Diana is also a fun supervisor. We spent the first fifteen minutes of the morning talking about New York as it was in 1983, when Diana moved here–as you can imagine, it was mostly about how the city had changed and been cleaned up. Around 1:00 Diana shouted at us to go to lunch, which I spent grabbing a quick ricotta tartine at Le Pain Quotidien and then running to the grocery store for round one of stocking my refrigerator. Around 4:30 Diana grabbed us and pulled us to the upstairs conference room, saying: “They’re giving away free gift bags! Let’s go get them!” We were able to snatch the last few bags and I am glad that we did: white Donna Karan tote bags with a large tube of scented moisturizer and some perfume. Win!
After work I went home to unpack the groceries, then headed down to St. Mark’s Place to meet Trisha Baga for dinner. Trisha is an artist who studied at Cooper Union and is now in the Video and Media Arts MFA program at Bard. I went to Pine View with her, and have always been a fan of her work. She’s headed to Bard on Saturday (the MFA program only has classes during the summer), so we decided to meet up before she left the city for the summer. We went to this amazing restaurant called The Hummus Place (website says they’re going to have an Upper East Side location soon! Yes please!) where we ate lots of hummus and pita. We talked about art and Pine View and our current lives and later her friend Philip joined us and we talked about art and stuff some more. We also drank the most delicious mojitos. They tasted the way they looked: green and fresh and swimming with mint. Also, they were slushy, and slushy is always positive. I’m not a huge mojito fan but these were delicious.
I think St. Mark’s Place is adorable and fun and full of great people watching and I want to try every restaurant there. Especially between 3rd and 2nd avenues, totally a bizarre, New York place.
After dinner I headed back uptown, grocery shopped part two, and came back to my apartment around 9:30 to shower, collapse, and write this blog. I have to admit I feel a little guilty when I tell people I am staying on the UES: It is so swank, kind of Disney-ish in an odd way, very much not where I thought I’d be living when I found out I’d be here this summer. It is a different part of New York than where I go to socialize, but I have to admit, the proximity to work is awesome. I’m sure after living here for a bit or so I will find the restaurants and cozy parts of the neighborhood, and make it my own. And the LES (Lower East Side) is a mere fifteen minute subway ride away when I want it!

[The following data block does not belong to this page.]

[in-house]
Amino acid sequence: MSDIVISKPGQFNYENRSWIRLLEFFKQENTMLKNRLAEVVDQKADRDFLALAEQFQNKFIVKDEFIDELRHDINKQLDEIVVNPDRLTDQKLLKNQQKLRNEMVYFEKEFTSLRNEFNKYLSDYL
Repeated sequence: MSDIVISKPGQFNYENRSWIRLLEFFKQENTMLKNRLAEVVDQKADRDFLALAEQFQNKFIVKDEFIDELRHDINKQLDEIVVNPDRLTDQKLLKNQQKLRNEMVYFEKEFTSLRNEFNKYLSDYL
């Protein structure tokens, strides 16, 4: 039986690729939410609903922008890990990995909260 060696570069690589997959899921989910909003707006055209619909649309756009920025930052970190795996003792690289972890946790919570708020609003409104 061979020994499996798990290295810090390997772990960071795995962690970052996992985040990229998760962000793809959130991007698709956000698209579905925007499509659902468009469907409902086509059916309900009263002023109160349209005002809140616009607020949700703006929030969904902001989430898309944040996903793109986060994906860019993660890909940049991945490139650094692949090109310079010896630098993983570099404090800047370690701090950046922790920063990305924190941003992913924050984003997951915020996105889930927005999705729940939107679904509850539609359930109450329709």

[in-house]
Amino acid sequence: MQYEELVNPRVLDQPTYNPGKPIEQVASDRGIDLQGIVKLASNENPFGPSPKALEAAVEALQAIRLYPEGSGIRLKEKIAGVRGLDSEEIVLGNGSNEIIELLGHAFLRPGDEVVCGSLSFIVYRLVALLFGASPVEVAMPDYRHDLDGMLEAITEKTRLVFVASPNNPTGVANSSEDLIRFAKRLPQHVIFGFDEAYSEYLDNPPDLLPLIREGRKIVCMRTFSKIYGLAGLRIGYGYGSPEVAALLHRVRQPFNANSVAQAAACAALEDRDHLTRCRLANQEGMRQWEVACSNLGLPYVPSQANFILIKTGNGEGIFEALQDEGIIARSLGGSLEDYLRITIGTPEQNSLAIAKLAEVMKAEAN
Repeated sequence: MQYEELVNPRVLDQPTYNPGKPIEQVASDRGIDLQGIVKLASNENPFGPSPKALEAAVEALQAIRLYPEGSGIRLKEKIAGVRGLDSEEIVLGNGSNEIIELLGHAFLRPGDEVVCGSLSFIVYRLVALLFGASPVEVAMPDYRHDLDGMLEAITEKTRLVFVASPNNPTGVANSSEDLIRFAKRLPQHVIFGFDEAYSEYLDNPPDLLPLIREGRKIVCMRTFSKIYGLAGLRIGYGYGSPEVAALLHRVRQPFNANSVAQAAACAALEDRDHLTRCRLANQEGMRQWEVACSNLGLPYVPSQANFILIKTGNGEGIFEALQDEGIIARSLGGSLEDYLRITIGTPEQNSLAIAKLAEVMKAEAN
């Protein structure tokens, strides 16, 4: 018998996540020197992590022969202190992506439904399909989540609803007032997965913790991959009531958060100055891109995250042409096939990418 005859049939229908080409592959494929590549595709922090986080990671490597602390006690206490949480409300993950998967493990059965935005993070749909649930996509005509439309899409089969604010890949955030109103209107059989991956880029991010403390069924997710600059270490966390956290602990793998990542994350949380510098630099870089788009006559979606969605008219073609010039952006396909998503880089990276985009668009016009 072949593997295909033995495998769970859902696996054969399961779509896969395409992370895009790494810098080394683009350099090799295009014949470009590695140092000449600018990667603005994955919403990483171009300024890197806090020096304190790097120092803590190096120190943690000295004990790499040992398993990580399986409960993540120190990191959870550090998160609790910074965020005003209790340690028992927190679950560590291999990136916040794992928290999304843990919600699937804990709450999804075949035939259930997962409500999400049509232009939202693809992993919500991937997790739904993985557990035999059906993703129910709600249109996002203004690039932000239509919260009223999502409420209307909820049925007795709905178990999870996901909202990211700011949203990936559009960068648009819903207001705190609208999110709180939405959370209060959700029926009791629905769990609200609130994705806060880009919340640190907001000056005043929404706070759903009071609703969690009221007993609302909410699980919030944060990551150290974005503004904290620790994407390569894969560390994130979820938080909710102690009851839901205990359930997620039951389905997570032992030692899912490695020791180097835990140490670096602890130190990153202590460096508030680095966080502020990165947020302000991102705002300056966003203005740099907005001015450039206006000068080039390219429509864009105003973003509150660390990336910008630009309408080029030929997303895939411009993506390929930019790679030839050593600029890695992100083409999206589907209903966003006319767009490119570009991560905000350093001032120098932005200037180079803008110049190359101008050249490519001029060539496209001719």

Exhausted, time for bed. Not sure what I am doing tomorrow night, but the rest of the weekend will be filled with a park day in Brooklyn on Saturday and a Tony Awards watching party on Sunday. Speaking of which, I leave you with this affirmation of both mine and my sister’s existence, which is displayed right across the street from my apartment:
5 thoughts on “New York State of Life”
LOVE. THAT. APARTMENT. So pretty.
You should take pictures of your foodie outings. That would be yummy.
Say “Hi” to Park Slope for me, if that’s where you’re going this weekend!
Miss you tons,
I contacted everyone on the list of those attending the graduation party in Cedar Grove, we’re coming up, every last one of us, clear space for your “friends,” we’ll be staying with you startring Sunday night.
Stock more groceries + kibble for Kelsey!!!
We’ll be there in time for the Tonys.
I moocher; therefore, I am!
Huge Hugs …can’t wait to see you!
I cannot see this Broadway picture. Blasphemy.
The apartment looks nice. Very roomy. Roomy enough for someone to come and stay for a week. Or two. Or three.
There was a Hummus Place right next door to my apartment- I never went. Oops.
Nice user name.
I’m going to fix the pictures later tonight.
You cannot stay for three weeks.
You missed out on Hummus Place. It was amazing.
The last two photos didn’t show the first time I visited the site or the third time I visited the site but did show the second time I visited. Strange indeed!